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Derinkuyu Underground City cave system is one of the most remarkable things to see in Cappadocia. Walk down through more than five levels of the cave system, which once housed over 20,000 people and their livestock!



Most people visiting Cappadocia will stay in Goreme or Uchisar, both of which are quite far from Derinkuyu Underground City. We decided to rent a small car for the day, which cost us $40 USD plus gasoline. This way we could visit Derinkuyu Underground city, which was a 40-minute drive from Goreme and Ihlara Valley is an 80-minute drive from Goreme.

If you are keen to see amazing architecture and cave dwellings from this era but don’t want the big drive to Ilhara you can visit Goreme Open-Air Museum or Zelve Open-Air Musem, which are both near Goreme.



The GREEN TOUR in Cappadocia is a pretty awesome day out and includes a short trek in Ihlara Valley and a visit to Derinkuyu Underground City.

  • Visit the Derinkuyu Underground City, the largest underground city in Turkey and the deepest in Cappadocia
  • Explore Ihlara Valley, a picturesque destination which begins in Ihlara Village and ends in the Selime Monastery
  • Witness hundreds of churches carved into the walls of the gorge, which date from the 7th to 11th centuries
  • Drive to Pigeon Valley, filled with pigeon houses and dovecotes, and enjoy great panoramic views of the city

You can CLICK HERE to check the prices and make your booking now for the Green Tour.



Derinkuyu Underground City was a secret for a long time! It wasn’t until a local man in the Nevsehir Province decided to renovations in his home that the ancient city was discovered. After knocking down a wall he discovered a strange room and continued to dig further, exposing an intricate tunnel system with a series of cave rooms. Little did he know it at the time but he had discovered the ancient underground city of Derinkuyu, which was once home to more than 20,000 people.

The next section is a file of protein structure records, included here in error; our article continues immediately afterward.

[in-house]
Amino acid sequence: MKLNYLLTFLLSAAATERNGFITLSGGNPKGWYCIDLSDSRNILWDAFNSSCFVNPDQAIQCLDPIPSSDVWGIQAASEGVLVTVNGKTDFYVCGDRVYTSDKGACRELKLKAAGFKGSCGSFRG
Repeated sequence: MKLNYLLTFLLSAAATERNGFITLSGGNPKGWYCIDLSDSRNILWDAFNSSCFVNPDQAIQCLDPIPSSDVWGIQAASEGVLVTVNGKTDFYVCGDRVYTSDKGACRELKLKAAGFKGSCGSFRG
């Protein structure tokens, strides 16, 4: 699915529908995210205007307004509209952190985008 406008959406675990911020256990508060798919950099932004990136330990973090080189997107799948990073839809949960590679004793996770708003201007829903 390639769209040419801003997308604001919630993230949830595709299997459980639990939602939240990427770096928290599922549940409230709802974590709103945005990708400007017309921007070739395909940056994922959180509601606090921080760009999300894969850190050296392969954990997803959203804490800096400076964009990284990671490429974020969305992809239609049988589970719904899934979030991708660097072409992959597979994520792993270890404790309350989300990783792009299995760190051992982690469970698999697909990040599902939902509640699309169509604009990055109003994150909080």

On a 1000m-high plateau in the region of Cappadocia lies the region of Anatolia. Rich in volcanic history, it was covered in ash millions of years ago, which created lava domes and pyramids, which are still evident today. The erosion of the lower sedimentary rock has caused the rock formations or earth pillars we can see today.

This softer rock made it possible for the Hittites of Cappadocia to easily carve out caves and tunnels thousands of years ago. They began by carving out storage rooms and underground food storage. By keeping their food and valuables underneath the ground in storage lockers, they prevented the weather extremes from impacting their goods and food.

Their expertise of underground tunneling would prove valuable for the Hittites when they were able to use their tunnels to hide from the Phrygian raids. The tunnels served the Hittites from the 15th to 12th century BCE according to estimates.

Other suggested dates discuss the possibility of the tunnels being built in the 8th and 7th century BCE by the Phrygians. This theory is backed up by the reputation of the Phrygian architects who were well known for their complex construction abilities and prior projects. This has often led to the Phrygians being credited with creating the tunnels and the underground city of Derinkuyu.